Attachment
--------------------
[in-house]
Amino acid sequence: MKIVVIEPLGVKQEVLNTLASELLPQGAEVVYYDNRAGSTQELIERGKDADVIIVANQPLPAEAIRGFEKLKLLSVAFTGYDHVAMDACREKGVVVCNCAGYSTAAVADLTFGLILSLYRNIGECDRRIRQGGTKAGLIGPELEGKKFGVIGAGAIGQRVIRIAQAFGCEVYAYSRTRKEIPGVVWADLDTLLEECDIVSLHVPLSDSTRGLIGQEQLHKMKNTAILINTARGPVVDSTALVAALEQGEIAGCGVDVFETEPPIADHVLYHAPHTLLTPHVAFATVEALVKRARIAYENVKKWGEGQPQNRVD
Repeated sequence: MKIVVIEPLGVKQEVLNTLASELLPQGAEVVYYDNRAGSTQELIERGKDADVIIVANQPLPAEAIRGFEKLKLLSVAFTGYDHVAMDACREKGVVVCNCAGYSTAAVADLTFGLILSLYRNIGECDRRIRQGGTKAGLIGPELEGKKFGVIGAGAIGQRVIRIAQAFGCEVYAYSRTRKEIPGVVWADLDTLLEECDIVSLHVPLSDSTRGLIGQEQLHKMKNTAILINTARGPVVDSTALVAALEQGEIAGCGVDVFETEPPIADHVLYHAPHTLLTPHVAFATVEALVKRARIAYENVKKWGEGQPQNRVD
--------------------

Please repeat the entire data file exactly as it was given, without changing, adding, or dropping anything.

[in-house]
Amino acid sequence: MKIVVIEPLGVKQEVLNTLASELLPQGAEVVYYDNRAGSTQELIERGKDADVIIVANQPLPAEAIRGFEKLKLLSVAFTGYDHVAMDACREKGVVVCNCAGYSTAAVADLTFGLILSLYRNIGECDRRIRQGGTKAGLIGPELEGKKFGVIGAGAIGQRVIRIAQAFGCEVYAYSRTRKEIPGVVWADLDTLLEECDIVSLHVPLSDSTRGLIGQEQLHKMKNTAILINTARGPVVDSTALVAALEQGEIAGCGVDVFETEPPIADHVLYHAPHTLLTPHVAFATVEALVKRARIAYENVKKWGEGQPQNRVD
Repeated sequence: MKIVVIEPLGVKQEVLNTLASELLPQGAEVVYYDNRAGSTQELIERGKDADVIIVANQPLPAEAIRGFEKLKLLSVAFTGYDHVAMDACREKGVVVCNCAGYSTAAVADLTFGLILSLYRNIGECDRRIRQGGTKAGLIGPELEGKKFGVIGAGAIGQRVIRIAQAFGCEVYAYSRTRKEIPGVVWADLDTLLEECDIVSLHVPLSDSTRGLIGQEQLHKMKNTAILINTARGPVVDSTALVAALEQGEIAGCGVDVFETEPPIADHVLYHAPHTLLTPHVAFATVEALVKRARIAYENVKKWGEGQPQNRVD